Ruth McCurry, a spokeswoman for GRAS (the Group for Rescinding the Act of Synod), speaking in a personal capacity, said that deanery-synod representatives often did not have "personal knowledge" of those who were standing for the House of Laity of the Synod. Different groupings had succeeded in getting people elected in the House of Laity.

"We need a system where the electorate know each other, and that points to diocesan synods doing the electing [of General Synod lay representatives] instead of deanery synods, because they know the people in their diocese."

Nevertheless, the Revd Jon Marlow, Priest-in-Charge of St Pancras's, Plymouth, who studied synodical governance at theological college, wrote on his blog on Sunday: "As it stands, the electorate of General Synod lay reps is directly representative of every church in the country, and there is no other body than deanery synods of which that is true."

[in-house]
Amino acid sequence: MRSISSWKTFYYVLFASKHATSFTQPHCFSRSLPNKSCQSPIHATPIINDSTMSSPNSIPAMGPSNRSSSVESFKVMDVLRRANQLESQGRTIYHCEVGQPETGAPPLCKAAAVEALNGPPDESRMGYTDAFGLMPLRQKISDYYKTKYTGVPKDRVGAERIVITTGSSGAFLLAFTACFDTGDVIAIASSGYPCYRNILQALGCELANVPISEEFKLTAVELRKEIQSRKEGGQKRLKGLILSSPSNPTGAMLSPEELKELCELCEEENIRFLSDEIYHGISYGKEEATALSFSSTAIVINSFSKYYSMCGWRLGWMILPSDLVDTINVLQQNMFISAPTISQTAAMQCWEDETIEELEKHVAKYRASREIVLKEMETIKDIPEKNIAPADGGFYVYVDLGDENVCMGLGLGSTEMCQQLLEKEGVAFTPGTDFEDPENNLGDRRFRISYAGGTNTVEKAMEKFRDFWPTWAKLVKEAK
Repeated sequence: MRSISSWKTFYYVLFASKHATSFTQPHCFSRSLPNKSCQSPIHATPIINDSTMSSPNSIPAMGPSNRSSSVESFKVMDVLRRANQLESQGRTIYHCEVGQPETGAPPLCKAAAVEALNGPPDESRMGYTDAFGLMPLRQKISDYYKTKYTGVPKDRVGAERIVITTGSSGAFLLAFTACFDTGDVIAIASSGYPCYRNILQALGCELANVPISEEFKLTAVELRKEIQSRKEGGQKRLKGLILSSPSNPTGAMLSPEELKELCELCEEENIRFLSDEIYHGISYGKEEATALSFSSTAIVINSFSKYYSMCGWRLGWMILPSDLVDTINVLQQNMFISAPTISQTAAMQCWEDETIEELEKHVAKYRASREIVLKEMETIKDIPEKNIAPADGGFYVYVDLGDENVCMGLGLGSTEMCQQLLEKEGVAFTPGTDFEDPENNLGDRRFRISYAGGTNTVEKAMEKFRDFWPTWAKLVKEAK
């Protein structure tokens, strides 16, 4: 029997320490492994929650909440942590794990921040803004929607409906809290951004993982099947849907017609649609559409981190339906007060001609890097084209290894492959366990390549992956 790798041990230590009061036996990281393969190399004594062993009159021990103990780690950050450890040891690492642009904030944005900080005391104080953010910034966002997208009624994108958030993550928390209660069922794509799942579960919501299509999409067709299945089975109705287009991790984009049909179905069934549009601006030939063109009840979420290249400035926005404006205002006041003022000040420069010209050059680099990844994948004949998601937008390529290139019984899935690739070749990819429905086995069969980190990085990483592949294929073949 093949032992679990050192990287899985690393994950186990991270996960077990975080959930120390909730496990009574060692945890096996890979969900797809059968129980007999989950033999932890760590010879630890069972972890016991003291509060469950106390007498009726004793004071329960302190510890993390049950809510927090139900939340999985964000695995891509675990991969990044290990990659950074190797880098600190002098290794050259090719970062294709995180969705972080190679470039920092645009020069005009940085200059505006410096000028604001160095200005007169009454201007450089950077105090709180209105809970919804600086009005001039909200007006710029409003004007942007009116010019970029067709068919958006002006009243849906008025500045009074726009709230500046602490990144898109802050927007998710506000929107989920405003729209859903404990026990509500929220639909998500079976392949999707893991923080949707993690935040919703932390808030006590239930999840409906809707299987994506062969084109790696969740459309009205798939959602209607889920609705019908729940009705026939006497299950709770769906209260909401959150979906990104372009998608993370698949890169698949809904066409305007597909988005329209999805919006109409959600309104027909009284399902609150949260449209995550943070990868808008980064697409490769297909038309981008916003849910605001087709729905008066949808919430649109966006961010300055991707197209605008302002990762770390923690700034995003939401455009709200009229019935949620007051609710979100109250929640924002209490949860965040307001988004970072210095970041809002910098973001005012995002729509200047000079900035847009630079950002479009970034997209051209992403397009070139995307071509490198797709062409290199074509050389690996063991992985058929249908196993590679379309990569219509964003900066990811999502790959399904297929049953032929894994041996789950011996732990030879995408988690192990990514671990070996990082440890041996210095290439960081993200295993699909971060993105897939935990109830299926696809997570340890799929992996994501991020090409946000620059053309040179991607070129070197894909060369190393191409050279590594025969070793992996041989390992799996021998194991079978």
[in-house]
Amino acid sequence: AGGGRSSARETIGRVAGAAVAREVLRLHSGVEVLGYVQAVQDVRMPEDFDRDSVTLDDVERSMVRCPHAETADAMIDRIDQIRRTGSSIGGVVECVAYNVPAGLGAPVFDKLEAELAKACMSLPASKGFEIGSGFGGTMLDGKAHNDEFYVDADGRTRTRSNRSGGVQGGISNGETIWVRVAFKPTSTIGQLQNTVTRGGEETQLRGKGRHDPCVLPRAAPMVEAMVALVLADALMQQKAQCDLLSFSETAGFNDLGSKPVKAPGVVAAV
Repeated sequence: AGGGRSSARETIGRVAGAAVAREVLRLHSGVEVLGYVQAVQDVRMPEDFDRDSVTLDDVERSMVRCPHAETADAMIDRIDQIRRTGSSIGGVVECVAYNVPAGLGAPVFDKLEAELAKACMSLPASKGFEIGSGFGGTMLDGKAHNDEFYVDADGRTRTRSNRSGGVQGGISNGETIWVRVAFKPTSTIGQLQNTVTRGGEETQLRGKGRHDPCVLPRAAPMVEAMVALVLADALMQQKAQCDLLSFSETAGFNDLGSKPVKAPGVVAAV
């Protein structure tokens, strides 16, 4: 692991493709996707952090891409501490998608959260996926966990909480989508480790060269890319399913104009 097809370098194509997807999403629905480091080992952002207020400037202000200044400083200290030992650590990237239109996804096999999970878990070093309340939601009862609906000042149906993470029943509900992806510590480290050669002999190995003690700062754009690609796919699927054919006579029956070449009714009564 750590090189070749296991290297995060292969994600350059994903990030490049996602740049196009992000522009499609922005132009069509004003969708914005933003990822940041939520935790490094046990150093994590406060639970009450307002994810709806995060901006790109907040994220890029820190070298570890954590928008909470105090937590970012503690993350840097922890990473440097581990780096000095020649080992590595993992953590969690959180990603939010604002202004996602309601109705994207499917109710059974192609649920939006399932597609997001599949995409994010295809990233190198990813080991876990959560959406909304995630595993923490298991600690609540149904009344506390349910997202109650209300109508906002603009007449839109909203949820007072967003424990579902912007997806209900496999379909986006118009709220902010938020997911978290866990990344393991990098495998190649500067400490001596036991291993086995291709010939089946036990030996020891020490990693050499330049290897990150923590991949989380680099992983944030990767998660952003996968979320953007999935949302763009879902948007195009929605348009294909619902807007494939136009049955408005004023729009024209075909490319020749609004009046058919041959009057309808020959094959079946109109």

Introducing "any sort of proportional representation" to the process of electing members of the House of Laity would "only seek to increase the influence of the larger churches", he argued.

Elsewhere on the blog, Mr Marlow wrote: "The important thing to realise about General Synod members is that they are representatives, not delegates. Members are elected from and by their peers, and entrusted with making a decision on our behalf. They are not sent with a mandate: they are elected to think for themselves."

There have also been calls for lay supporters of women bishops to stand at the next General Synod elections in 2015.